“I’m so concerned about our kids, not only our kids, but Douglas MacArthur students as well,” she said. 

Superintendent Gregory Hutchings said that ACPS already owns the land and school building at Patrick Henry and won’t need to retrofit the school to elementary students.

“Equity, in terms of why we needed to choose the old Patrick Henry, was really about us taking advantage of an opportunity to move a project forward,” Hutchings said. “It was an opportunity to move the Douglas MacArthur building forward at a faster pace and to take advantage of land and space that we actually own, because there really are no other options today. That doesn’t mean there aren’t going to be options tomorrow, but there are no options today.”

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One Comment

  1. Thank you, James.

    This is just more short sighted mismanagement on the part of ACPS. The $6 million (their own paperwork says $5.94 – which is really more of a guesstimate than any actual ROM, and will most likely cost double that) that they are going to use on the old Patrick Henry could just as easily been spent on patching up Douglas MacArthur while they find a permanent swing space.

    I’m still disgusted with Dr. Hutching’s non-answer about equity. Rushing into a decision because of a construction contract expiring is in no way shape or form taking equity into consideration. In terms of equity, lets look at the numbers:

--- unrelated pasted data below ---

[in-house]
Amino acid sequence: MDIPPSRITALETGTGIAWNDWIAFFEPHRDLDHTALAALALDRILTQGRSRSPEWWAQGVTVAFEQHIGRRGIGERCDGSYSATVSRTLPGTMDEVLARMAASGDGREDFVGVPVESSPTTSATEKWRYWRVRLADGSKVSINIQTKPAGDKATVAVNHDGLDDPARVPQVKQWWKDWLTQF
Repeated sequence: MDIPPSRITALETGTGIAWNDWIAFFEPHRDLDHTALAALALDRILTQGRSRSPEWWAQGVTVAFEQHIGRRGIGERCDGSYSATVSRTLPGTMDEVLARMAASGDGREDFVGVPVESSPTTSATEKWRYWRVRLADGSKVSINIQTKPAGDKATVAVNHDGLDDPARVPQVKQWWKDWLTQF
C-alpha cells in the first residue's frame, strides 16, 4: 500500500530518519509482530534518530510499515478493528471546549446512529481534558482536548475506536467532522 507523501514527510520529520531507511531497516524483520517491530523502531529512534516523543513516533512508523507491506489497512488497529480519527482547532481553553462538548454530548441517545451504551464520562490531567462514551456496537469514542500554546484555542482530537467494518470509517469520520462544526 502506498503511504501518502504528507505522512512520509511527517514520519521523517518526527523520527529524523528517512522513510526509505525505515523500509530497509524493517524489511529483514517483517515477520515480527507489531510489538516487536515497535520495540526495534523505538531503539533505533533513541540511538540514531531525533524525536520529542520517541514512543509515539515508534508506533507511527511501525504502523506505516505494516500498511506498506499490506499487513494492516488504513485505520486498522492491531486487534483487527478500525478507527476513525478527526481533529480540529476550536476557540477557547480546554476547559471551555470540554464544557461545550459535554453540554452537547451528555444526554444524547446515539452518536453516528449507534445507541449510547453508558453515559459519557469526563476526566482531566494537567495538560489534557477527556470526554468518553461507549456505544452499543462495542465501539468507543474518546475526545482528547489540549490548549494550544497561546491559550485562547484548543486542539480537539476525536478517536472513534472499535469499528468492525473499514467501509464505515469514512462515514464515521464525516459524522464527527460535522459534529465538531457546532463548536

Economically disadvantaged students as of last year:
    DM = 36.3%
    PH = 75.5%

    English Language Learners
    DM = 22.1%
    PH = 51.9%

    Race/Ethnicity enrollment (percent white)
    DM = 49.6%
    PH 12.5%

    Numbers are cold, so let’s look at what this means for the people affected. The student body at DM is more privileged and chances are the students have parents who speak English, are more engaged with the school and community, and have back yards to play in or parents who can take them to a local park. The PH student body has parents who don’t speak English and therefore are less informed and less engaged with the school and community, work multiple jobs and have less space, and therefore the children don’t have readily accessible green play space or adults that can take the time to take them to a park in a different neighborhood.

    The optics of this decision are horrible – it is ACPS breaking promises of a better school and green space to help disadvantaged students make progress (PH is an at risk school community) in order for them to accelerate plans to give DM a new school.

    And all of this was done as a knee jerk reaction to a contract expiring. WITHOUT the necessary due diligence reports being completed.

    As for their promises to not use PH for swing space after this… Well, it rings hollow seeing how it’s being done on the fragments of a similar promise.